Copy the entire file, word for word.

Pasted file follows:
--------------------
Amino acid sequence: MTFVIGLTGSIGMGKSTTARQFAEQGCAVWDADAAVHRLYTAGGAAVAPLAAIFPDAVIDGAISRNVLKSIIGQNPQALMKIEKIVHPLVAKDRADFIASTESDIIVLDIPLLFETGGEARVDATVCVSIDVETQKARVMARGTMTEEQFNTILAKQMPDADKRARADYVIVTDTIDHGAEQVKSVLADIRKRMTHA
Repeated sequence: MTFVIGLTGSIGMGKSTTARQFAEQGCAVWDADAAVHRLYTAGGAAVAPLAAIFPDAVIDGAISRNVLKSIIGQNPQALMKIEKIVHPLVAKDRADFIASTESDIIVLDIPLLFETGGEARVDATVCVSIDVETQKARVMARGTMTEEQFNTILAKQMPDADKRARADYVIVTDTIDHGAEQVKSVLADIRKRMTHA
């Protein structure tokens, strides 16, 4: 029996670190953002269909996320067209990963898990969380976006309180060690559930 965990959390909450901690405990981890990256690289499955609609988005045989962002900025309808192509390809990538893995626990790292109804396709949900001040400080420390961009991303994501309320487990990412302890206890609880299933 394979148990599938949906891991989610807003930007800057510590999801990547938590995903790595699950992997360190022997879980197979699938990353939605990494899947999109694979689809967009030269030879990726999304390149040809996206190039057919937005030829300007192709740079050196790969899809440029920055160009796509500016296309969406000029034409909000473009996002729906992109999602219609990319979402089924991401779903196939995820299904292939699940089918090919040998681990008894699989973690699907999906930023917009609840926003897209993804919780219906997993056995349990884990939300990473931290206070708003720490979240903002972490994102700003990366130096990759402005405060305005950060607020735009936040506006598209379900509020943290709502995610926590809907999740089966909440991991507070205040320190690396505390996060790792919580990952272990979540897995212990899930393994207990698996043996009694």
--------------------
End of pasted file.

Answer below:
Amino acid sequence: MTFVIGLTGSIGMGKSTTARQFAEQGCAVWDADAAVHRLYTAGGAAVAPLAAIFPDAVIDGAISRNVLKSIIGQNPQALMKIEKIVHPLVAKDRADFIASTESDIIVLDIPLLFETGGEARVDATVCVSIDVETQKARVMARGTMTEEQFNTILAKQMPDADKRARADYVIVTDTIDHGAEQVKSVLADIRKRMTHA
Repeated sequence: MTFVIGLTGSIGMGKSTTARQFAEQGCAVWDADAAVHRLYTAGGAAVAPLAAIFPDAVIDGAISRNVLKSIIGQNPQALMKIEKIVHPLVAKDRADFIASTESDIIVLDIPLLFETGGEARVDATVCVSIDVETQKARVMARGTMTEEQFNTILAKQMPDADKRARADYVIVTDTIDHGAEQVKSVLADIRKRMTHA
């Protein structure tokens, strides 16, 4: 029996670190953002269909996320067209990963898990969380976006309180060690559930 965990959390909450901690405990981890990256690289499955609609988005045989962002900025309808192509390809990538893995626990790292109804396709949900001040400080420390961009991303994501309320487990990412302890206890609880299933 394979148990599938949906891991989610807003930007800057510590999801990547938590995903790595699950992997360190022997879980197979699938990353939605990494899947999109694979689809967009030269030879990726999304390149040809996206190039057919937005030829300007192709740079050196790969899809440029920055160009796509500016296309969406000029034409909000473009996002729906992109999602219609990319979402089924991401779903196939995820299904292939699940089918090919040998681990008894699989973690699907999906930023917009609840926003897209993804919780219906997993056995349990884990939300990473931290206070708003720490979240903002972490994102700003990366130096990759402005405060305005950060607020735009936040506006598209379900509020943290709502995610926590809907999740089966909440991991507070205040320190690396505390996060790792919580990952272990979540897995212990899930393994207990698996043996009694």